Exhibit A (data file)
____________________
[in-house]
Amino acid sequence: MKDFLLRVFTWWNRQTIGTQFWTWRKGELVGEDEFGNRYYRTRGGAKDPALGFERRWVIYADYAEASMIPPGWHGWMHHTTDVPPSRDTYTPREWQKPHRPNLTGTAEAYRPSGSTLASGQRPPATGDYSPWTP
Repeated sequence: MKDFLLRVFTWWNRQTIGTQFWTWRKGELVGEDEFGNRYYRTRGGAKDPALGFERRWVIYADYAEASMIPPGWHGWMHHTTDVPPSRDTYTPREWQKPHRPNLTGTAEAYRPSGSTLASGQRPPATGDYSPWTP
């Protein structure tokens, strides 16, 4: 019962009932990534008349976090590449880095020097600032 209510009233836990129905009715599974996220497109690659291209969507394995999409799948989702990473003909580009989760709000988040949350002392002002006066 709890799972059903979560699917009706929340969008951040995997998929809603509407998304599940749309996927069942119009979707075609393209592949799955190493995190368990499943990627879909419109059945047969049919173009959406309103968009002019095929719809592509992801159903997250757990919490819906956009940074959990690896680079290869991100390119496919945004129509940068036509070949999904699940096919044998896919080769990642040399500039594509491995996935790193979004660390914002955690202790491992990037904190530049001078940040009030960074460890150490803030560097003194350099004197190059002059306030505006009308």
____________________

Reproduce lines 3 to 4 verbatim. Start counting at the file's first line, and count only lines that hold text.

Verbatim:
Repeated sequence: MKDFLLRVFTWWNRQTIGTQFWTWRKGELVGEDEFGNRYYRTRGGAKDPALGFERRWVIYADYAEASMIPPGWHGWMHHTTDVPPSRDTYTPREWQKPHRPNLTGTAEAYRPSGSTLASGQRPPATGDYSPWTP
């Protein structure tokens, strides 16, 4: 019962009932990534008349976090590449880095020097600032 209510009233836990129905009715599974996220497109690659291209969507394995999409799948989702990473003909580009989760709000988040949350002392002002006066 709890799972059903979560699917009706929340969008951040995997998929809603509407998304599940749309996927069942119009979707075609393209592949799955190493995190368990499943990627879909419109059945047969049919173009959406309103968009002019095929719809592509992801159903997250757990919490819906956009940074959990690896680079290869991100390119496919945004129509940068036509070949999904699940096919044998896919080769990642040399500039594509491995996935790193979004660390914002955690202790491992990037904190530049001078940040009030960074460890150490803030560097003194350099004197190059002059306030505006009308």